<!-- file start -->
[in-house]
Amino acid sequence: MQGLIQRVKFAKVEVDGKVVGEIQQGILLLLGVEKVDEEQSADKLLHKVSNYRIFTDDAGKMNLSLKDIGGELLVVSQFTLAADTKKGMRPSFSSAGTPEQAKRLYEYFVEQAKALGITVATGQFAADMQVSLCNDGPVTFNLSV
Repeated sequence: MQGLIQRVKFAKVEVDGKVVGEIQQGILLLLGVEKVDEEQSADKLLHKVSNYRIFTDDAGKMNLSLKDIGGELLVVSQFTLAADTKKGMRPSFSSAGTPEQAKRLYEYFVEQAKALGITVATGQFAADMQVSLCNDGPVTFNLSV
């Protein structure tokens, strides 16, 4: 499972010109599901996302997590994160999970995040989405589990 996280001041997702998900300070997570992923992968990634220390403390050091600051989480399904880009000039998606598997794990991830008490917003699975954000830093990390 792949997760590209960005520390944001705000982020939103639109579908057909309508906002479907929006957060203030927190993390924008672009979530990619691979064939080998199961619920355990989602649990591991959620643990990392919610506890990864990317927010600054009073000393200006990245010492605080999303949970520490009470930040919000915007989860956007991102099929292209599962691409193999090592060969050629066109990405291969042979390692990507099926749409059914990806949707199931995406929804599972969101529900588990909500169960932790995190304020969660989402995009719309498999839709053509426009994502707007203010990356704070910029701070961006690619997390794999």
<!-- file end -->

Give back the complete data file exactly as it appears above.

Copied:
[in-house]
Amino acid sequence: MQGLIQRVKFAKVEVDGKVVGEIQQGILLLLGVEKVDEEQSADKLLHKVSNYRIFTDDAGKMNLSLKDIGGELLVVSQFTLAADTKKGMRPSFSSAGTPEQAKRLYEYFVEQAKALGITVATGQFAADMQVSLCNDGPVTFNLSV
Repeated sequence: MQGLIQRVKFAKVEVDGKVVGEIQQGILLLLGVEKVDEEQSADKLLHKVSNYRIFTDDAGKMNLSLKDIGGELLVVSQFTLAADTKKGMRPSFSSAGTPEQAKRLYEYFVEQAKALGITVATGQFAADMQVSLCNDGPVTFNLSV
């Protein structure tokens, strides 16, 4: 499972010109599901996302997590994160999970995040989405589990 996280001041997702998900300070997570992923992968990634220390403390050091600051989480399904880009000039998606598997794990991830008490917003699975954000830093990390 792949997760590209960005520390944001705000982020939103639109579908057909309508906002479907929006957060203030927190993390924008672009979530990619691979064939080998199961619920355990989602649990591991959620643990990392919610506890990864990317927010600054009073000393200006990245010492605080999303949970520490009470930040919000915007989860956007991102099929292209599962691409193999090592060969050629066109990405291969042979390692990507099926749409059914990806949707199931995406929804599972969101529900588990909500169960932790995190304020969660989402995009719309498999839709053509426009994502707007203010990356704070910029701070961006690619997390794999």